Experience goods are goods whose qualities are revealed to us with use. These goods too are hard to counterfeit because in the long run a Customer, who maybe had a different view of the product than is the reality, will use the product and both perceptions will align.

Credence goods are goods whose quality is difficult to assess both before and after purchase and use. (Luxury products are credence goods). Since these goods value depends on the opinion of people, they are the perfect target for counterfeiters.

The authors now go on to give us tools, or outlooks, with which to analyze intellectual property violations.

Utilitarian Reasoning, producing the greatest food for the greatest number of people, and that thus these rights must be protected in order to preserve the incentive for creation. It is the most commonly used reasoning in such cases.

Distributive Justice, providing beneficiaries of cost and benefits. In other words, if a customer is paying more for ‘same’ good, he can expect ‘better’, and if someone is making a greater contribution, he too should receive more. This applies to intellectual property cases because a creator or designer would argue that he was the first to think of something and is thus entitled to ‘more’ rewards.

Moral Rights of Man perspective, which involves making decisions based on universal laws that assume basic human rights. Basically people are entitled to enjoy the rewards of their hard work.

Ethical Relativism, using a ‘comparison based’ reasoning based on what others in similar circumstances are doing. Ethical relativists would argue for looking at precedents and basing themselves on that.

Lastly, the authors outline the different types of counterfeit goods. These include:

Vanity Fakes are low intrinsic and perceived value products and it is obvious that they are not authentic.

Overruns are copies made from left-over material. They are of high-quality and have all of the other qualities of the original, but their origin may be quite sketchy.

Condoned Copies are copies made by other designers where the designs are very much ‘inspired’ by the original design. Some would argue that in this day and age, everything is actually a copy or a simplifying of something else.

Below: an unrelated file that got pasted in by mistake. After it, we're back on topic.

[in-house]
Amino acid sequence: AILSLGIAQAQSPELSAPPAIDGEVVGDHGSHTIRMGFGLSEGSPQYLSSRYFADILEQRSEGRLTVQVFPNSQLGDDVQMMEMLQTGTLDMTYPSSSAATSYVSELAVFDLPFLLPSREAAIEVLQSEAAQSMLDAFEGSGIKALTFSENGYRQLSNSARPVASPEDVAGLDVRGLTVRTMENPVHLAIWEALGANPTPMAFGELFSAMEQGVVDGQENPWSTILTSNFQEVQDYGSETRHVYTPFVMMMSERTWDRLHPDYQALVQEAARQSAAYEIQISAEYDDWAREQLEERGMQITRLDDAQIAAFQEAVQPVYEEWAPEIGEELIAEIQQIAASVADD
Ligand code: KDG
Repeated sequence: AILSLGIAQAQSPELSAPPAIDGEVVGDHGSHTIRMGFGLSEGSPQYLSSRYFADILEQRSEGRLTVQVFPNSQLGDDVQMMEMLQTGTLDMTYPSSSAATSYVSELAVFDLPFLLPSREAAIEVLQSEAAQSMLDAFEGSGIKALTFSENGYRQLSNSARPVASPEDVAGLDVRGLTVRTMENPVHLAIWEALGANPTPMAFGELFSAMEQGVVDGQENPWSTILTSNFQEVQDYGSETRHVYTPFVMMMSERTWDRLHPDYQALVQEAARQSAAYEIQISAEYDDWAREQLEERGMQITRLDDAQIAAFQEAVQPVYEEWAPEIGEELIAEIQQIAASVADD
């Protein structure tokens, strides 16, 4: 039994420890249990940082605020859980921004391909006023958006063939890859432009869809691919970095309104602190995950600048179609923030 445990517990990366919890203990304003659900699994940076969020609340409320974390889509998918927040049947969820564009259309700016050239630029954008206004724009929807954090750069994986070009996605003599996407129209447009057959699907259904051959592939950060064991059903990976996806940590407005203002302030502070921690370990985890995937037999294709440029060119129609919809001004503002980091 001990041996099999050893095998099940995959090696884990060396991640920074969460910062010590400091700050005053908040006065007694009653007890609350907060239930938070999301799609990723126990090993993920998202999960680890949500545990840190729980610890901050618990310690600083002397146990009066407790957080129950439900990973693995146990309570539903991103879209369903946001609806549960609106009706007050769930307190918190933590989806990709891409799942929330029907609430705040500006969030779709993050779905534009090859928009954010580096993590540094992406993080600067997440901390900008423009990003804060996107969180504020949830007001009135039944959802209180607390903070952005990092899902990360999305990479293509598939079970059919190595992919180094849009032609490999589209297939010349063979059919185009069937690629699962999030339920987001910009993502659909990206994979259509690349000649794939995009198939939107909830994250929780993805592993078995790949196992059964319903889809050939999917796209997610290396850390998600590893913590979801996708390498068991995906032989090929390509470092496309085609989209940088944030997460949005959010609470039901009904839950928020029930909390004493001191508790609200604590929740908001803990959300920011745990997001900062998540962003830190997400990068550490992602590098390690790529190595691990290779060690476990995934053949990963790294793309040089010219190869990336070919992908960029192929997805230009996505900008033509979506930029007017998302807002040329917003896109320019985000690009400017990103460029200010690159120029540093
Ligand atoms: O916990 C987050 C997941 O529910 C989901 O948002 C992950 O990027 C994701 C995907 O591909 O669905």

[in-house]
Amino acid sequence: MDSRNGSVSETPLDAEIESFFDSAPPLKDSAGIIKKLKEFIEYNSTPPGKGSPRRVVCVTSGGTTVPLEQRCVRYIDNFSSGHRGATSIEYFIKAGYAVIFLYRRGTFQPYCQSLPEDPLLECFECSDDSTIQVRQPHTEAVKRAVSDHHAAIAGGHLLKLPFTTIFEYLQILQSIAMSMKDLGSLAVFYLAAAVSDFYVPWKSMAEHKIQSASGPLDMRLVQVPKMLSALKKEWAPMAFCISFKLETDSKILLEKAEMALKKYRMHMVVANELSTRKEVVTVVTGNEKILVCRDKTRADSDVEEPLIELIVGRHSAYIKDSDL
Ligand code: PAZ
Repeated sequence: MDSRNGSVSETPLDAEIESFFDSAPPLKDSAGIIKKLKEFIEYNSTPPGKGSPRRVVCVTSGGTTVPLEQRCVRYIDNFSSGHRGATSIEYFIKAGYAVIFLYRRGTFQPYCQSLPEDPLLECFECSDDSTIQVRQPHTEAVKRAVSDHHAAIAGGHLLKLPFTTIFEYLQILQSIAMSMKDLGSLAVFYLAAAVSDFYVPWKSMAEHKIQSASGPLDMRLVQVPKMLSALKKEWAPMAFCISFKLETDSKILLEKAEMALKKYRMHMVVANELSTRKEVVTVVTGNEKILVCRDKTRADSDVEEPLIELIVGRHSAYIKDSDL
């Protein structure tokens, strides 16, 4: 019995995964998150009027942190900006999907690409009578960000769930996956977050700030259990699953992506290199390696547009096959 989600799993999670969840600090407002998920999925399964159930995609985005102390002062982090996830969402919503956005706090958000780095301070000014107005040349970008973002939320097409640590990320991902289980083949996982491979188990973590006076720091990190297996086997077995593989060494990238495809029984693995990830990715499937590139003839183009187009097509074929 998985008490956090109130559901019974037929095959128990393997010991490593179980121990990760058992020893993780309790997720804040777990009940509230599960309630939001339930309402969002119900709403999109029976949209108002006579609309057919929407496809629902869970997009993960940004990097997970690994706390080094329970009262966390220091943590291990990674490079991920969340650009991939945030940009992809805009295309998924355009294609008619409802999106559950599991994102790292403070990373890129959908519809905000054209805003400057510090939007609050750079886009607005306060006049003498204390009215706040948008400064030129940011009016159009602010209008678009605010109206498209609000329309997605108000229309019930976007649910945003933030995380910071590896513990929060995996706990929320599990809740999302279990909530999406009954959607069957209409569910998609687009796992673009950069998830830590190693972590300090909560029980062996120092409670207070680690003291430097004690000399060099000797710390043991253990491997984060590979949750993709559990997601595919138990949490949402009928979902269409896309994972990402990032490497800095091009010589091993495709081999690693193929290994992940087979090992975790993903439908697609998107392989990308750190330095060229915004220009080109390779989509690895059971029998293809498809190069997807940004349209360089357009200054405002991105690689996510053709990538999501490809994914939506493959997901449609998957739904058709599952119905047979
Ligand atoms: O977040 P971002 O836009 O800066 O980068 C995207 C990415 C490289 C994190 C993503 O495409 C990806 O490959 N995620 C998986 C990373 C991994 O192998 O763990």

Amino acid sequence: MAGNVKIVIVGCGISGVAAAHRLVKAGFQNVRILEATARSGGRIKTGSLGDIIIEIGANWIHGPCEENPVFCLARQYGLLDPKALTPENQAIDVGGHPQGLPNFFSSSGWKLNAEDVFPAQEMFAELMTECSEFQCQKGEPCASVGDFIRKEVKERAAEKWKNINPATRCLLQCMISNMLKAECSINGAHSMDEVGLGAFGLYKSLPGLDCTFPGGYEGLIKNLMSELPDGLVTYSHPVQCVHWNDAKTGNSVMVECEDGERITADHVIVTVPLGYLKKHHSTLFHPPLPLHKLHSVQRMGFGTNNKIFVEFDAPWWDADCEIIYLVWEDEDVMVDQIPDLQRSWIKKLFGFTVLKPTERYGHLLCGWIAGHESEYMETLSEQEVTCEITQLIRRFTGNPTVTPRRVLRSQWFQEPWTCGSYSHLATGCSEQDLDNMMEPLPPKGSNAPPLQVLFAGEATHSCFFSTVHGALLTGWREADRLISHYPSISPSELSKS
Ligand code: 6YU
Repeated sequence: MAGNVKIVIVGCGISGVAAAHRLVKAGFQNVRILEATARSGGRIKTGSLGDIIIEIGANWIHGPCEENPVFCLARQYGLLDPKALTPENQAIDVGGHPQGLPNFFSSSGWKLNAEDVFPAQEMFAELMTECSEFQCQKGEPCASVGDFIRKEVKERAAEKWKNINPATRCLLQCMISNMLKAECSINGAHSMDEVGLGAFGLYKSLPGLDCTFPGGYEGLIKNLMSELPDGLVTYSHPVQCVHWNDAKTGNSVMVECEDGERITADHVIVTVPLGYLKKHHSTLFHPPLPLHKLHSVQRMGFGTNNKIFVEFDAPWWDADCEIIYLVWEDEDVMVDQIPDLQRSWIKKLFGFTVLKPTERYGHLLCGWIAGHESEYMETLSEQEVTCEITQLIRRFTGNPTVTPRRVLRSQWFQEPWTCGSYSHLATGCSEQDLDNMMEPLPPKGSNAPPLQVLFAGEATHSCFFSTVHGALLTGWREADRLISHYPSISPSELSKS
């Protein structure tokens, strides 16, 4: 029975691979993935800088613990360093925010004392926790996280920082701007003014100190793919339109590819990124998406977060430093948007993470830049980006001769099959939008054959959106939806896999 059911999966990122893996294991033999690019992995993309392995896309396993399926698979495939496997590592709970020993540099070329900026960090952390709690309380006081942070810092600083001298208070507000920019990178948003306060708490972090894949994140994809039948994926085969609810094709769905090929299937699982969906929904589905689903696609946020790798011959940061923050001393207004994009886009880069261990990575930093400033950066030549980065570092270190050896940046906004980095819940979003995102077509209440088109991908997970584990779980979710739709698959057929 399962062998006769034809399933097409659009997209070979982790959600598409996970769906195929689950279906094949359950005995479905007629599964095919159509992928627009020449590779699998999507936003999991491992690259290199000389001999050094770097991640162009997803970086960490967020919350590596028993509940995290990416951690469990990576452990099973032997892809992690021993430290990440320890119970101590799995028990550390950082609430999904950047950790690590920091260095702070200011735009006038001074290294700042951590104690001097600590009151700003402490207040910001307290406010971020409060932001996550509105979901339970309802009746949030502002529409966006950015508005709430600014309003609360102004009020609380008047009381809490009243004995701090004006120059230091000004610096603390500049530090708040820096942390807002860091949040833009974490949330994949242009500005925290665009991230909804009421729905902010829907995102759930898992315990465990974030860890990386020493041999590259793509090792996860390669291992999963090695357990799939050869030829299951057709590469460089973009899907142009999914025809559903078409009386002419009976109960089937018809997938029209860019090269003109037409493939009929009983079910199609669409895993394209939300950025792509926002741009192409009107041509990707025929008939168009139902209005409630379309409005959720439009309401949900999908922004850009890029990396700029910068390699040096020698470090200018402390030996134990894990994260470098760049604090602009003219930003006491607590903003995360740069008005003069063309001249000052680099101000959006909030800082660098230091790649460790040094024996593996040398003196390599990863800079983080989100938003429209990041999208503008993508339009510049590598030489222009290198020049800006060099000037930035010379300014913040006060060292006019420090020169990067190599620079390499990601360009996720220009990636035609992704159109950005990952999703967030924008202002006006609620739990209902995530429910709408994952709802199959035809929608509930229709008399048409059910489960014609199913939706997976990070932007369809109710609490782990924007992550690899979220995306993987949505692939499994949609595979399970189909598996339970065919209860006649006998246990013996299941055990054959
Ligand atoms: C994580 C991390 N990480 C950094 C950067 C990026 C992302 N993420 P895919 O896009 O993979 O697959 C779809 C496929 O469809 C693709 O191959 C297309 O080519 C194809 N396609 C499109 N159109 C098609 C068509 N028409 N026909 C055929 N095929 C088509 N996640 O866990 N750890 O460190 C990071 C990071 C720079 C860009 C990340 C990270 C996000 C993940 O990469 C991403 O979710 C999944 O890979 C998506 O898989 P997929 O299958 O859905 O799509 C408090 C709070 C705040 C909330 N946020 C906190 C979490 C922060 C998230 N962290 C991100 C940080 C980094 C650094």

Self Copies are when companies copy themselves (this is sometimes seen in the haute couture trickling down into the ready to wear of the same company or in franchising).

Overall, this article is a very comprehensive look into the issue of counterfeiting in the fashion industry and the different arguments for and against this practice. The authors conclude by saying that there are very messy gray areas when it comes to making ethical judgments on certain counterfeits.

“This Chanel an Original or a Fake” by Claire Shaeffer
Author Claire Shaeffer is a designer for Vogue Patterns as well as an author and teacher of couture workshops in California. In this article published in 2007, she takes us through the process of authenticating a true Chanel suit. As she goes about analyzing a suit that arrived at the Museum of the City of New York collection without a label, we follow her thought-process. She gives us a highly detailed analysis of the suit and the labour that goes into making it. Indeed, this is a suit that can take up to 150 hours to construct. Analyzing the labor-intensive details, such as quilted linings, little gold chains, very distinctive stitching techniques, the unusual arrangement of fabrics, stand-up collars, uncommon seaming techniques, distinctive sleeve design of pockets, decorative cuffs, unique buttonholes, and "easy walking skirts’ she scrutinizes every detail and validates the legitimacy of the suit. Her article starts off by saying that Coco Chanel herself stated that it was the quality of her garments that would distinguish her from her copies; a statement that Shaeffer verifies as true at the end of her analysis of the suit.